"But he just says 'I got nine years out of it, I'm really happy with that'."
Why we lag behind the nation when it comes to saving lives
WITH less than a fifth of Gladstone residents signed up to donate their organs, our region lags behind the rest of the country.
NewsRegional analysis of Australian Organ Donor Registry data shows there are just 12,204 locals listed on the Australian Organ Donor Registry.
This equates to 19 per cent of the Gladstone population but this is 14 percentage points behind the national rate of 33 per cent.
About 1400 Australians are on the transplant waiting list.
Australia has one of the lowest organ donation rates in the world despite major regional and metropolitan centres having dedicated deceased organ donation professionals.
Central Queensland Hospital and Health Service oversees the process in Rockhampton and Gladstone.
If a resident is declared brain dead, and if their family agrees, local surgeons can retrieve their organs.
This is done while the person's body is still on life support.
The organs are then delivered to major transplant hospitals in Brisbane, NSW or Victoria that have matching recipients awaiting transplants.
A 2015 La Trobe University study found hospitals with high numbers of "family donation conversation-trained professionals" had significantly better donation consent rates than those without FDC experts.
"This is how the system is meant to operate but this doesn't always happen," ShareLife chairman Brian Myerson told NewsRegional.
"Not all requests to deceased donor families are done by donor specialists in Australia."
Someone who is trained in the process of requesting an organ donation but is not the doctor treating the dying patient gets about 75 per cent of families agreeing to allow the donation, Mr Myerson said.
"That's about as good as you can get."
He said a practitioner not trained in the donor conversation process would get 45 per cent per cent of families agreeing to allow the donation.
Professor Jonathan Fawcett is one of Australia's leading transplant surgeons and has saved hundreds of people in his career.
He said Australia's organ donation strategy was working very well.
"Public awareness is probably the single most important thing," the Princess Alexandra Hospital liver transplant specialist said.
"People have to be aware that transplantation is out there and that it is hugely beneficial.
"Although it is a terrible decision to have to make when a loved one is dying, it is often one of the most rewarding things bereaved families do."
Donate Life clinical education co-ordinator Francesca Rourke said our region had professionals who were highly trained and "extremely dedicated" to supporting families through the organ donation process.
Ms Rourke said local co-coordinators often juggled the role with their normal nursing duties, provided public education and often drove for hours to help hospitals in other districts when a potential organ candidate arrived in the intensive care unit.
"The regional co-ordinators are phenomenal with what they do and what they can do," Ms Rourke said.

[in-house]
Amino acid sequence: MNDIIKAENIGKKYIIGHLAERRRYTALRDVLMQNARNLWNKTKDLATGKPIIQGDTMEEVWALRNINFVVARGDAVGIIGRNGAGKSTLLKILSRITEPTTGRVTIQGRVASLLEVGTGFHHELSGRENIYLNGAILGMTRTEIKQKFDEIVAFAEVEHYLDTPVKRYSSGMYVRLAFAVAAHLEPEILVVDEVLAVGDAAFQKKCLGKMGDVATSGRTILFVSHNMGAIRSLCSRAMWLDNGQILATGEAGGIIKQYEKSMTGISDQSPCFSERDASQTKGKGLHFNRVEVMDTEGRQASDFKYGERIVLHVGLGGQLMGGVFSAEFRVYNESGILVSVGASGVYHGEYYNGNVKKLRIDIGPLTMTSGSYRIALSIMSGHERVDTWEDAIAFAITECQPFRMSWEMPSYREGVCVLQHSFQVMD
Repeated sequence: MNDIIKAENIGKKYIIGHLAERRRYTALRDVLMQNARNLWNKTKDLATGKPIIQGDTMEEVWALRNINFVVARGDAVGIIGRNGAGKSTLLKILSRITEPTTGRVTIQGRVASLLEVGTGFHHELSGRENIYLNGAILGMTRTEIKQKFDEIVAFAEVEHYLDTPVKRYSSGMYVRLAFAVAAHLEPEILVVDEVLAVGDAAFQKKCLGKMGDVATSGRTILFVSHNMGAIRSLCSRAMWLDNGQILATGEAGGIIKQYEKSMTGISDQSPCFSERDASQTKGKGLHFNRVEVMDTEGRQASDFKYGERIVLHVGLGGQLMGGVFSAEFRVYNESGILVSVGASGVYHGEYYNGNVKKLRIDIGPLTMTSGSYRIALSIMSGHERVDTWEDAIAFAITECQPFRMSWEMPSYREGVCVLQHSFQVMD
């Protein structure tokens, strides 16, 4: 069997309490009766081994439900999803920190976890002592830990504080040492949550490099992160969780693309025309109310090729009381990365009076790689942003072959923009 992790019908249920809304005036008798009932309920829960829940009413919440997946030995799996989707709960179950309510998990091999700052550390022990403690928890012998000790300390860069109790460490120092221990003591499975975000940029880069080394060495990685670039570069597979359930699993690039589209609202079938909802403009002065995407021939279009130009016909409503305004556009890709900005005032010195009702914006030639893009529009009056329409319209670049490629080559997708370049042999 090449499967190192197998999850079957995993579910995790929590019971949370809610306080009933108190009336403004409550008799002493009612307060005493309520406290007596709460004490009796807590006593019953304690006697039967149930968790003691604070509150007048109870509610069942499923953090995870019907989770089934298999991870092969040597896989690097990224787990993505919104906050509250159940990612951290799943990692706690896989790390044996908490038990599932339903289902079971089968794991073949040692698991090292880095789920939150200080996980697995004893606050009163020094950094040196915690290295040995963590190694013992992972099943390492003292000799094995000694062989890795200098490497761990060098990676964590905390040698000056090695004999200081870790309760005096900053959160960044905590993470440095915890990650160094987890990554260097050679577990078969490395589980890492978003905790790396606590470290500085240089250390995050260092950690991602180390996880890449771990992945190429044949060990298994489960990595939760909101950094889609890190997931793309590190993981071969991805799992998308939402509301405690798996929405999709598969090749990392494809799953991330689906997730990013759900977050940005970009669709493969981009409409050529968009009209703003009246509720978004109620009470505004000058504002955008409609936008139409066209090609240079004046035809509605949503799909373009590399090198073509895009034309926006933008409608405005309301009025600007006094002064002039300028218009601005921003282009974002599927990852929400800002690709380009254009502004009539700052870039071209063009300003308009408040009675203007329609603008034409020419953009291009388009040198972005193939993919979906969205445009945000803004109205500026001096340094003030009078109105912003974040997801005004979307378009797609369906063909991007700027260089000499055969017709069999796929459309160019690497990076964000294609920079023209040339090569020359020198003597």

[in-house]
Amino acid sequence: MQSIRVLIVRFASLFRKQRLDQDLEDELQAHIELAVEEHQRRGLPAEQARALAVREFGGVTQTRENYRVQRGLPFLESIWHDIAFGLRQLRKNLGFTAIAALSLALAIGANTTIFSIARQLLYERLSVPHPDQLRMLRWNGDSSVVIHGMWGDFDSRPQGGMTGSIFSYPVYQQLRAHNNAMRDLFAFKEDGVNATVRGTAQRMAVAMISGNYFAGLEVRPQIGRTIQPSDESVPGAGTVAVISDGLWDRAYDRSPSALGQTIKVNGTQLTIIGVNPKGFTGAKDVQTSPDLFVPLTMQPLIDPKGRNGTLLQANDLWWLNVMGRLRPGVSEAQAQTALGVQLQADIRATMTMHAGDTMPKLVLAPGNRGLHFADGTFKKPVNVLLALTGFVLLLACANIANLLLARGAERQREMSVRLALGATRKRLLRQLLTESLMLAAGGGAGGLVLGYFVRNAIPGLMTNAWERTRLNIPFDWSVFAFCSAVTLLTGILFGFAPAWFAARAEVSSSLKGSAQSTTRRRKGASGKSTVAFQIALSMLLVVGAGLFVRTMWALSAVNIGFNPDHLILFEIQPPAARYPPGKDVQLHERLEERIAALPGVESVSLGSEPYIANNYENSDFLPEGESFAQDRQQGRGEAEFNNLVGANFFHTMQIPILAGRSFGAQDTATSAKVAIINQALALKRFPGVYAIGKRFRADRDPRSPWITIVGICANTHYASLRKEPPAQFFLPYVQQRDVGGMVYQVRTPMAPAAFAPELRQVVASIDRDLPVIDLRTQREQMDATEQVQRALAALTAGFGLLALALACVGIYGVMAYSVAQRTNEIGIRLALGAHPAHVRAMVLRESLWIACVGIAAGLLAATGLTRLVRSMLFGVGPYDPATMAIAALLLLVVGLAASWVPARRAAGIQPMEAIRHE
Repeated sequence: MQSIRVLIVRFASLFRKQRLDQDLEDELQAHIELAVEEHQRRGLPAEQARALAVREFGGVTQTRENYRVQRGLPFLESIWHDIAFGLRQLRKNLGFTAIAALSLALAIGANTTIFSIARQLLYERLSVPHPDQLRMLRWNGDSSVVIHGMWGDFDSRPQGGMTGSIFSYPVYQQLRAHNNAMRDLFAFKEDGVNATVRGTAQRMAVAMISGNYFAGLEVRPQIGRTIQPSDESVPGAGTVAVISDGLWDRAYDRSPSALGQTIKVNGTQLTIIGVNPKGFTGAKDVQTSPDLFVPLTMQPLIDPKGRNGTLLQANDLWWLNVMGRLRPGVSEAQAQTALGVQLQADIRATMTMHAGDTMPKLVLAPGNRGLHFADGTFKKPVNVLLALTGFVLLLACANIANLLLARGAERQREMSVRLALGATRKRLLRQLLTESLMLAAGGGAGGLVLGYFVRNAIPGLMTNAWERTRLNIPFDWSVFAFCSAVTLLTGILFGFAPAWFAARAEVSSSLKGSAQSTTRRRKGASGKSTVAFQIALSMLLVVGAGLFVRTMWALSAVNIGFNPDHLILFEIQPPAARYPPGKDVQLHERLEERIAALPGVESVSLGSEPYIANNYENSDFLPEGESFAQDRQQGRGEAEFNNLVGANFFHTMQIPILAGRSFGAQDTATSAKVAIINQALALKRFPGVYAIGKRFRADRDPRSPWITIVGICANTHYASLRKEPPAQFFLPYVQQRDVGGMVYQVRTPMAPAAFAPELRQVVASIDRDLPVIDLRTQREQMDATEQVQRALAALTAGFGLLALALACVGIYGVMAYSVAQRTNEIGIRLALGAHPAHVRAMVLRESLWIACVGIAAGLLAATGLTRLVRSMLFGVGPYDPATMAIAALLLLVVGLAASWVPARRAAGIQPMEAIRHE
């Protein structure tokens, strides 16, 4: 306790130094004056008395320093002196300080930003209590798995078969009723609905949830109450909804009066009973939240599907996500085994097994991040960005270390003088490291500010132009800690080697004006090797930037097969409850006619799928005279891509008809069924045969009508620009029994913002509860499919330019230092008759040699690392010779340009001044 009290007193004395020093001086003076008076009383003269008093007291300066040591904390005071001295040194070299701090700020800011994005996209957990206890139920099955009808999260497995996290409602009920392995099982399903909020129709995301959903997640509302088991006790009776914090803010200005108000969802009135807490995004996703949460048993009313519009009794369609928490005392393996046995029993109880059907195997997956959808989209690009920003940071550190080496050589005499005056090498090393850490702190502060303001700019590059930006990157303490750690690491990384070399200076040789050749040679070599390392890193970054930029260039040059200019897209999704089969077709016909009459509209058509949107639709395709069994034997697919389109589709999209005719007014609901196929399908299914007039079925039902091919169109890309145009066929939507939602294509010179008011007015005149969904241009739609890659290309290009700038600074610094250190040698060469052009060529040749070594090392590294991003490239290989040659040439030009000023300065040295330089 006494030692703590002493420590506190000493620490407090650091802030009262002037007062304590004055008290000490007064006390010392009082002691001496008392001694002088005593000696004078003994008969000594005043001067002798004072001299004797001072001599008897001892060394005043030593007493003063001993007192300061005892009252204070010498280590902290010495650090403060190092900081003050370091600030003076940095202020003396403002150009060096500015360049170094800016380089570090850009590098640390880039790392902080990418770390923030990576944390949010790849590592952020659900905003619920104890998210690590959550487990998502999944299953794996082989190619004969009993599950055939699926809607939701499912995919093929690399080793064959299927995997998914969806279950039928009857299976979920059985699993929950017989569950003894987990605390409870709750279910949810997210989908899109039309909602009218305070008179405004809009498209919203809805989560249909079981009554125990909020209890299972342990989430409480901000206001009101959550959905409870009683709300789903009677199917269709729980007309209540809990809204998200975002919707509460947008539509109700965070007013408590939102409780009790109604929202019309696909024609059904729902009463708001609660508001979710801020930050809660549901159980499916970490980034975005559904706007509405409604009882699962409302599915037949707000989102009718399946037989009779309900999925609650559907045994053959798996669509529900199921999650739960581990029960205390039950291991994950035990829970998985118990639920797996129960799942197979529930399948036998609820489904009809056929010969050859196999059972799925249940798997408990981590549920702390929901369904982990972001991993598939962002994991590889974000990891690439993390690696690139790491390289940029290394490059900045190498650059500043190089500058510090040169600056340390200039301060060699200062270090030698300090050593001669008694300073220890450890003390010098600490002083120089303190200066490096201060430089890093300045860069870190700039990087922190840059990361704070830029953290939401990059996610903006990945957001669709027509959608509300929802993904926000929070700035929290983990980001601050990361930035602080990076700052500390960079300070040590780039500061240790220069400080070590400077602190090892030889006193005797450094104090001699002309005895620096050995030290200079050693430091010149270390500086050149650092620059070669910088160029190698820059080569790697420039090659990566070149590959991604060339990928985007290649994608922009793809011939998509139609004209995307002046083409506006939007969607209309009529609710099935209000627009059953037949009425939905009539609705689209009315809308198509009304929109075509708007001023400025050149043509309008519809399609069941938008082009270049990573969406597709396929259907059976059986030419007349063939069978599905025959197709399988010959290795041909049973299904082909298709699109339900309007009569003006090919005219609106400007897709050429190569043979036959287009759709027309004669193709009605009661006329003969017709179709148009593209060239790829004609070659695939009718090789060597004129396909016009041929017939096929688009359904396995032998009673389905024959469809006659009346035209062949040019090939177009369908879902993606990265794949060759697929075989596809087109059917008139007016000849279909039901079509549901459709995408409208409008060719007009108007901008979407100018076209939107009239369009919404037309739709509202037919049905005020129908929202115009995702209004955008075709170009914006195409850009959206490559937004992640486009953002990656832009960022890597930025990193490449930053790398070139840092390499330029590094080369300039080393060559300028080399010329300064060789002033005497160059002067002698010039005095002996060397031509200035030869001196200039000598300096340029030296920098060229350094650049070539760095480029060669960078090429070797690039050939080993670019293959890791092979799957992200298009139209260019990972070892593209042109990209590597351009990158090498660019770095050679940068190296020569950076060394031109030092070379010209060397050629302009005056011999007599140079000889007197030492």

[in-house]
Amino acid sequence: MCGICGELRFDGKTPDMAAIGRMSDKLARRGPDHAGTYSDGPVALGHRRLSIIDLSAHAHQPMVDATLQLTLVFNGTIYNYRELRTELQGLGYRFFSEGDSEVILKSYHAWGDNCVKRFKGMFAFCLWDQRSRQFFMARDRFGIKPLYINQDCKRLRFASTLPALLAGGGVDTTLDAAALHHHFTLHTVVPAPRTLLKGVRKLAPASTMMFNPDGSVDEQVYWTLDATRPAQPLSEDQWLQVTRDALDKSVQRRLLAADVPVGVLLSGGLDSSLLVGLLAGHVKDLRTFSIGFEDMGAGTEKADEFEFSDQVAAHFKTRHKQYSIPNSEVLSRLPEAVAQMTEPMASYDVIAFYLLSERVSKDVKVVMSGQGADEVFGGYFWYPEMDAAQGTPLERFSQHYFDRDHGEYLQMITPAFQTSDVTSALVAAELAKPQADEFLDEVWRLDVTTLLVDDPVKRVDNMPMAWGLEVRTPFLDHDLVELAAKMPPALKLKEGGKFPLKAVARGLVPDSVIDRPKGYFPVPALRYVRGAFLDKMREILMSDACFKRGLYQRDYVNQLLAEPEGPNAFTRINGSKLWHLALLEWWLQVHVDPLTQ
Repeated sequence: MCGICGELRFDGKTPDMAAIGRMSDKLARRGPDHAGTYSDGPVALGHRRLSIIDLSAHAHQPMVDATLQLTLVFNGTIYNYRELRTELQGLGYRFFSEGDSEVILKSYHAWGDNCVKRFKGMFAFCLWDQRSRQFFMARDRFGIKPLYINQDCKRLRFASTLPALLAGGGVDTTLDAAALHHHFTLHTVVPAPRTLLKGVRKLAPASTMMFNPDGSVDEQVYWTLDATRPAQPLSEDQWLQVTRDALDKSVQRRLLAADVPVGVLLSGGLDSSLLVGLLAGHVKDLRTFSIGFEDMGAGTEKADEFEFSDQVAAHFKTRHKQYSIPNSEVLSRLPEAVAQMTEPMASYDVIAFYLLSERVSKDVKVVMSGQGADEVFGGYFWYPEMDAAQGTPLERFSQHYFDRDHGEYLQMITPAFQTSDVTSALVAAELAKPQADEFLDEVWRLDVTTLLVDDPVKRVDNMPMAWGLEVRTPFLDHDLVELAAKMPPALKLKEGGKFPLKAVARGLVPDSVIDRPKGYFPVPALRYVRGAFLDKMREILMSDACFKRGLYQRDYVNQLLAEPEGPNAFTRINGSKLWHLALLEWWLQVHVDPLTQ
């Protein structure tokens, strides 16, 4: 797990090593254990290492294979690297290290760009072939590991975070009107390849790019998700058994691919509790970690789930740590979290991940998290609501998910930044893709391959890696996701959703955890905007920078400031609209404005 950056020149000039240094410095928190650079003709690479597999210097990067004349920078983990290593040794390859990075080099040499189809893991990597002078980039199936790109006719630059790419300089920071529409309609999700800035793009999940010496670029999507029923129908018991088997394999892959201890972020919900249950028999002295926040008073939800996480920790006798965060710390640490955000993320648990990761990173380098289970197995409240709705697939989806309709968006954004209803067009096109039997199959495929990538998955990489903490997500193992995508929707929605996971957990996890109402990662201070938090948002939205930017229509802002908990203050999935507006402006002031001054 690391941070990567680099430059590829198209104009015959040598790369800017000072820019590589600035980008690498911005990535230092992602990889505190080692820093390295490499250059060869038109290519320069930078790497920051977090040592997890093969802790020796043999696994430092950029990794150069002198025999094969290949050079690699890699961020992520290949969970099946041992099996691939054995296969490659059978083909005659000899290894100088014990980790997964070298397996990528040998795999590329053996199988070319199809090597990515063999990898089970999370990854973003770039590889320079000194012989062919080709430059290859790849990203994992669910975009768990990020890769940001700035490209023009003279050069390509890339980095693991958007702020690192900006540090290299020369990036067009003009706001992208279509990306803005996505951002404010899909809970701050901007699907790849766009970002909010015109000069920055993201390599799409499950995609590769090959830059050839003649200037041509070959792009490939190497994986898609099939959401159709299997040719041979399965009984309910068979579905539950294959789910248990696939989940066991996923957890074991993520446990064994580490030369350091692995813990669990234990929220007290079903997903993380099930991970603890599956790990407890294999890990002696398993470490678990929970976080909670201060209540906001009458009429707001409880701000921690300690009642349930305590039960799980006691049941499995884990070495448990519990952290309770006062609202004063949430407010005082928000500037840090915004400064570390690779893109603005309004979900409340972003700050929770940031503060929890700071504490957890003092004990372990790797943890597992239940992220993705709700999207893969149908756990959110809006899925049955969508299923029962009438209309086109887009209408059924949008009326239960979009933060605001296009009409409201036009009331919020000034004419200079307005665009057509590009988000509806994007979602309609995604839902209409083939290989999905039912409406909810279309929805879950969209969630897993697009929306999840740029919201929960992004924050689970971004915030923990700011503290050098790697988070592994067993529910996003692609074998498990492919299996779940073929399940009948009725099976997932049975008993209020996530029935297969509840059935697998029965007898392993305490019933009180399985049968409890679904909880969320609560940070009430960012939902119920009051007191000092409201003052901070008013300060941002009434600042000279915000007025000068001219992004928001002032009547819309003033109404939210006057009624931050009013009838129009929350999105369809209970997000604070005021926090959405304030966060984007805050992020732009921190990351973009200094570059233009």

"They are invaluable, they are highly trained and specialised in being able to provide the same support that is offered in capital cities."
Are you game enough for the Transplant Games?
THE Australian Transplant Games brings together athletes with the heart to inspire change.
The 2018 Games will be held on the Gold Coast from September 30 to October 6 with registrations closing on August 28.
There are more than 20 competitions listed and they include physical sports such as athletics, tennis, swimming, football, cycling, volleyball, table tennis and more sedate activities including lawn bowls, backgammon, chess, croquet and Scrabble.
Some participants will have benefitted from live donation of kidneys or livers and others will have received organs from deceased donors.
Friends and families of organ recipients and the loved ones of donors will be among the spectators.
"The Games celebrate people who have been at death's door, they have contemplated their own mortality and someone has donated their organs to give these people another chance at life," Transplant Australia boss Chris Thomas said.
"Part of the recipient's journey is focusing on their own health and rehabilitation.
"The Transplant Games is a key part of that because it gives them a goal to be as fit as possible."
Mr Thomas said the Games also inspired Aussies to join the Australian Organ Donor Registry and to talk to their family about their end of life wishes.
"The Games cast a spotlight on the success of Australia's organ and tissue donation systems and they encourage more Australians to look favourably on the concept of organ donation," he said.
"If we want to change people who have never considered doing this, we need a tangible reason for people to change.
"The tangible reason is the lives of people who have been saved through transplants and organ donation." -NewsRegional
To become an organ donor visit register.donatelife.gov.au
To take part in the Australian Transplant Games or go along to watch visit australiantransplantgames.com